Moving Beyond Botched Sterilizations: Human Rights and Reproductive Health Care

Anika Rahman
4 min readDec 2, 2014

More than a dozen women died earlier this month in Chhattisgarh state in India after receiving tubal ligations in a government-run “camp.” After being promised financial compensation, 83 women received sterilization procedures conducted by one surgeon in six hours. Village “motivators” were paid to persuade the women to go, and midwives were told that their pay would be docked if they did not meet certain quotas. Regulations stating that only 30 such operations can be performed in one day were ignored. Proper measures for the use of hygienic tools were disregarded. Some of the medications prescribed to the women may have included ingredients commonly used in rat poison. The government is taking action, including prosecuting a surgeon, with an official referring to the catastrophe as “a serious matter of negligence.”

This news in India raises issues far more profound than either sloppy medicine or negligence. Incidents like this are a stark reminder of how reproduction remains one of the most highly charged political and social issues in the world. For centuries, societies and governments have attempted to control reproduction, especially of women, for a whole host of reasons focused on their overall goals for their communities. For example, in the 1960s, Romania’s Ceausescu severely restricted contraception and abortion and mandated gynecological examinations of childless couples and unmarried people in a blatant attempt to raise the country’s birthrate. Governments have also limited reproduction. Nazi Germany forced sterilization. In the U.S., in the late 19th and early 20th centuries, many states had eugenic laws mandating sterilization of people with “mental handicaps.” With the rising awareness of individual rights and the power of the women’s movement, we have witnessed women and men demand their human right to determine if and how they will have children and to have access to the services to realize these rights.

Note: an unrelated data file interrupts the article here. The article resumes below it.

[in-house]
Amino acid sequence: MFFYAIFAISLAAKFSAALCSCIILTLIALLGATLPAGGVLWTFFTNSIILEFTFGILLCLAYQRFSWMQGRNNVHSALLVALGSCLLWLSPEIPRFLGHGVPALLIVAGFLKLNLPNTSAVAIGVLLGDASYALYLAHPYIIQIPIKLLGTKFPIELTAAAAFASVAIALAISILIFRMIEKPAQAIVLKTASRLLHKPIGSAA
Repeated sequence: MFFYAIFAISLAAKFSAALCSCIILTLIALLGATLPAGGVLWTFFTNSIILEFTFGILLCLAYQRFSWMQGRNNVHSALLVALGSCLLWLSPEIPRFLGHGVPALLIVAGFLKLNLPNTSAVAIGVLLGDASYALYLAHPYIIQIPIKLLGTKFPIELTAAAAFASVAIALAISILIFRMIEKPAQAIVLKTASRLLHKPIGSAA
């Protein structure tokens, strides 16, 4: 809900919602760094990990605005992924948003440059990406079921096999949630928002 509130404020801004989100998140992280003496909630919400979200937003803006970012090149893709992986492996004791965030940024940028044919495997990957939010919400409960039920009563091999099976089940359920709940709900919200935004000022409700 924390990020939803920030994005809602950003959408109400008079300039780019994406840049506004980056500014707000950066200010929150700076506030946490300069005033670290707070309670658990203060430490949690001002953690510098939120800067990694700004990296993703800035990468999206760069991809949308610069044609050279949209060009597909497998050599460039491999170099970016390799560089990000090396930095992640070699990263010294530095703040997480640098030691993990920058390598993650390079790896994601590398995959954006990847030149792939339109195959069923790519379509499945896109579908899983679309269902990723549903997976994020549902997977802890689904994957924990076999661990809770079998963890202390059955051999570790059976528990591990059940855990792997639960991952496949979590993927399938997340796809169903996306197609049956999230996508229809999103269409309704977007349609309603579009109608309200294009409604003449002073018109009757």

The human right to reproductive self determination includes not only the right to bodily integrity, but also the right of “couples and individuals to decide freely and responsibly the number and spacing of their children and to have access to the information, education and means to enable them to exercise this right.” The means by which to realize such rights includes the right to reproductive health services.

Reproductive rights relating to services, especially family planning, are being violated daily. 222 million women around the world have an unmet need for family planning, meaning that they want to delay or avoid their next pregnancy but are not using contraception. 162 million of these women live in the world’s poorest countries. This includes 24 percent of married women in Africa, 15 percent of married women in Asia, and 13 percent of married women in Latin America and the Caribbean.